Ice particle interarrival times have been measured with a fast forward scattering spectrometer probe (FSSP). The distribution of interarrival times is bimodal instead of the exponential distribution expected for a Poisson process. The interarrival time modes are located at 10−2 and 10−4 s. This equates to horizontal spacings on both the centimeter and meter scales. The characteristics of the interarrival times are well modeled by a Markov chain process that couples together two independent Poisson processes operating at different scales. The possibility that ice crystals shattering on the probe tip causes the bimodal interarrival times is explored and cannot be ruled out. If the observations are indicating real spacings of particles in clouds, then the observations show very localized (centimeter scale) concentrations of 100 s cm−3 embedded within an average concentration of typically 1 cm−3. If the localized high concentrations are produced by the ice crystals shattering, then the concentration measured by the FSSP is overcounted by a factor of 5 in the worst case measured here, but more typically by a factor of 2. This uncertainty in concentration will adversely affect the predicted radiative influence of these clouds.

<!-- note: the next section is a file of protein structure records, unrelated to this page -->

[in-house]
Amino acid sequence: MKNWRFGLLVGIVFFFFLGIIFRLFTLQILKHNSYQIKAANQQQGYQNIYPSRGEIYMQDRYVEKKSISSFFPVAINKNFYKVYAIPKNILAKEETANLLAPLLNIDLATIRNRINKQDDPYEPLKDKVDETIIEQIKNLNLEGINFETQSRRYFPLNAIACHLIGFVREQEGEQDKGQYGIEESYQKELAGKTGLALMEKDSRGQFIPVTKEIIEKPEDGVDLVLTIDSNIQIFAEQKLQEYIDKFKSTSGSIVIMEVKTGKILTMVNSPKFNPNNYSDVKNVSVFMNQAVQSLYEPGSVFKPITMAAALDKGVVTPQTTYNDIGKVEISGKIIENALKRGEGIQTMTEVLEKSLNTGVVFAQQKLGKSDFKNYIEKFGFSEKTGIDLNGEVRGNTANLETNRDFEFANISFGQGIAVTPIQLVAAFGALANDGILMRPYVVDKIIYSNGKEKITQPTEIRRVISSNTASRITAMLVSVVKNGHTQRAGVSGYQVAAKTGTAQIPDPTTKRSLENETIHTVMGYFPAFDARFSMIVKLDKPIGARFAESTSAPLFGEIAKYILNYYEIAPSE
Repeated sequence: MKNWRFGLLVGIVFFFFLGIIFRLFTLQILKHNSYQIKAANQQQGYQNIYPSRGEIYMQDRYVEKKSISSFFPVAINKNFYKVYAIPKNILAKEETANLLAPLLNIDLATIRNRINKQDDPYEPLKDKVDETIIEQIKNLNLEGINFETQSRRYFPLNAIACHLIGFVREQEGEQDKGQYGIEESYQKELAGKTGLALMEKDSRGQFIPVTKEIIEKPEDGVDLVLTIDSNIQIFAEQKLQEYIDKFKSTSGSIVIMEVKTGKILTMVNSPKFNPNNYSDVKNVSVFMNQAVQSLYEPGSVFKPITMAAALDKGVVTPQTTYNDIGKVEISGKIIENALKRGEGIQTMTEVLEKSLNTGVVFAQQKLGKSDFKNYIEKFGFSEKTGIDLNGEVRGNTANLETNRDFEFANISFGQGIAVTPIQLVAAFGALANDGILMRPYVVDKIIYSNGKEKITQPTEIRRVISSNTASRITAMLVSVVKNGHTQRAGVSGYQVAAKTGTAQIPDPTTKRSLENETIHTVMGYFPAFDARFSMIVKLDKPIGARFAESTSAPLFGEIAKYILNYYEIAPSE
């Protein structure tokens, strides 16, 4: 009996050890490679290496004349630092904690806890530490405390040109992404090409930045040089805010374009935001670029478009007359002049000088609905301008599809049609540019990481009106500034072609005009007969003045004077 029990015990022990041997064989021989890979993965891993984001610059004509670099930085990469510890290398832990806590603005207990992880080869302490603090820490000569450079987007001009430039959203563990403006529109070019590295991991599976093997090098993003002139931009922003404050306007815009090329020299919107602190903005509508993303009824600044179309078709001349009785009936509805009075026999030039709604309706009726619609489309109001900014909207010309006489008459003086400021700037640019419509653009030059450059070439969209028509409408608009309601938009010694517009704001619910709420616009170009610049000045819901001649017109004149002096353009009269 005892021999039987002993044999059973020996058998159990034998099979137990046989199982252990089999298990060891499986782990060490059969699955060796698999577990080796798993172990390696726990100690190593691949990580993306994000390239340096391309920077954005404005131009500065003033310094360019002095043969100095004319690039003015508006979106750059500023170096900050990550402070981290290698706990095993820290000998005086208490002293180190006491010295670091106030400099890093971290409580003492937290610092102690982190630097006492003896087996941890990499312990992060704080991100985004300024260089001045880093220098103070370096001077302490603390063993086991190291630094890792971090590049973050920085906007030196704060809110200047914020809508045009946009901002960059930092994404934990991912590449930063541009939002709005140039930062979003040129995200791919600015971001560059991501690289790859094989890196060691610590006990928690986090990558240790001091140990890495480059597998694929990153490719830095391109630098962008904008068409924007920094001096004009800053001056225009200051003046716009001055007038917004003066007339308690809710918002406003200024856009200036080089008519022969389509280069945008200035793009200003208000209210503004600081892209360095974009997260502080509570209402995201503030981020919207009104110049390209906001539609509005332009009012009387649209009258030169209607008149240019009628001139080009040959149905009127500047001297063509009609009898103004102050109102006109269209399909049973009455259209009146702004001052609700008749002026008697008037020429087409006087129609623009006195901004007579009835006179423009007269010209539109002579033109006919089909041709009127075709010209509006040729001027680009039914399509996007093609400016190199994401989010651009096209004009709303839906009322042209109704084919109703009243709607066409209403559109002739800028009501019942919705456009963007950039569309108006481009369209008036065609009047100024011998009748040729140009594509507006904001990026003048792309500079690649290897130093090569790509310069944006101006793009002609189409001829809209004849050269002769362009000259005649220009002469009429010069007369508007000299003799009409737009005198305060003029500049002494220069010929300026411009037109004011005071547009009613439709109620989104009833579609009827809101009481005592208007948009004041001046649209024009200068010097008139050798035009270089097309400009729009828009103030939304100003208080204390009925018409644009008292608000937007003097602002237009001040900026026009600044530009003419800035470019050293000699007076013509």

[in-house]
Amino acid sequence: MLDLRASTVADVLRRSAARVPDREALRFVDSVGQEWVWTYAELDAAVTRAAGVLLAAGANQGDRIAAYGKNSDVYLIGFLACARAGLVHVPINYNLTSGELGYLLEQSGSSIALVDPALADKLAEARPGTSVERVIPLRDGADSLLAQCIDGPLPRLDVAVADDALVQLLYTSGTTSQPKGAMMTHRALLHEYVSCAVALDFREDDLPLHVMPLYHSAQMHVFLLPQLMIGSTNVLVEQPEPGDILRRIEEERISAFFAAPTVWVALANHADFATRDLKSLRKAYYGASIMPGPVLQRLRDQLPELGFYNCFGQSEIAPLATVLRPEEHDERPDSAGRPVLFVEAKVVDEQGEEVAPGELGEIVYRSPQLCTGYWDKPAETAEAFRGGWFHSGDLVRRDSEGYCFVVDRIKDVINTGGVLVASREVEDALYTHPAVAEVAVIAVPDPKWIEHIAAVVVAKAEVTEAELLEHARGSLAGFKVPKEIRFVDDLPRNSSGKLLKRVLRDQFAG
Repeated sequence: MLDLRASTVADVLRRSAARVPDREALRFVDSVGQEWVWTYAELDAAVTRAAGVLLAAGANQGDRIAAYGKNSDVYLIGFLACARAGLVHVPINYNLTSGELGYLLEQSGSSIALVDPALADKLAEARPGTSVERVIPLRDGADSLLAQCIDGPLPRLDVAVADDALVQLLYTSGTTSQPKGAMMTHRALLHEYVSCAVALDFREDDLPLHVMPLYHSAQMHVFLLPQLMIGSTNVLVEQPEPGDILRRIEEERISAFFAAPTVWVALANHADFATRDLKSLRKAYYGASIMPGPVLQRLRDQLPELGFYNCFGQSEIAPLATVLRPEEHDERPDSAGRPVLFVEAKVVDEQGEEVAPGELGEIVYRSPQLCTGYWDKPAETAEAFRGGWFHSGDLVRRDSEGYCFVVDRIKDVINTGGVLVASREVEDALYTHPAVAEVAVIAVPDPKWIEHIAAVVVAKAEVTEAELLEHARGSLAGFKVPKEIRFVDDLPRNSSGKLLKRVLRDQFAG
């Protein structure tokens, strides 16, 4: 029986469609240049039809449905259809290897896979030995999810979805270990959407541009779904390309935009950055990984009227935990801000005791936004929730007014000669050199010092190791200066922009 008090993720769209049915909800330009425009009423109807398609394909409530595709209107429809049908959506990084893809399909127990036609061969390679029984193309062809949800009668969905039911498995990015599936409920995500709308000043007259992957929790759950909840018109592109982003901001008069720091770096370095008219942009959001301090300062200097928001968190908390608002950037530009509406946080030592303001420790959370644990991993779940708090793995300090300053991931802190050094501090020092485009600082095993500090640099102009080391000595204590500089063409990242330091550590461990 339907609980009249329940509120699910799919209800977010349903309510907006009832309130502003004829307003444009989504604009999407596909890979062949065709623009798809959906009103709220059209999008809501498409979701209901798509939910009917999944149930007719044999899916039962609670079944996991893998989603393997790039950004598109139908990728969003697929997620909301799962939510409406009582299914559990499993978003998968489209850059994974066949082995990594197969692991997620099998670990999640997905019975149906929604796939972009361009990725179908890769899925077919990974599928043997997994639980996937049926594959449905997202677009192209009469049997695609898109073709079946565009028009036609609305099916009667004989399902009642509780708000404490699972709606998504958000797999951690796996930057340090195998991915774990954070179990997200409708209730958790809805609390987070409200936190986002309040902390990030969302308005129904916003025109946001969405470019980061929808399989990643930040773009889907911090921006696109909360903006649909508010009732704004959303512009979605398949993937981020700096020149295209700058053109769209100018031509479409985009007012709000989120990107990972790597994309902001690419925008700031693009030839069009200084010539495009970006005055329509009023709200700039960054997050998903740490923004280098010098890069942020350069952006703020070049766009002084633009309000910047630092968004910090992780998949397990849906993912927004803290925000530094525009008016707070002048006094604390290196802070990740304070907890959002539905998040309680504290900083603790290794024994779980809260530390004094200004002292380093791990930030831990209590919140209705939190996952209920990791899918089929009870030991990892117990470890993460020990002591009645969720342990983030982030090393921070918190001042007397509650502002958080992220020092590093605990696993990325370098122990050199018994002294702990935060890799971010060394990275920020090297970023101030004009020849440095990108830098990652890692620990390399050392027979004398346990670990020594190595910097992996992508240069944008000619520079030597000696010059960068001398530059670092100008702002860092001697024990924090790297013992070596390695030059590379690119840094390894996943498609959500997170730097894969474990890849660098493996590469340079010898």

|Journal||Journal of Atmospheric and Oceanic Technology|
|Publication status||Published - 2003|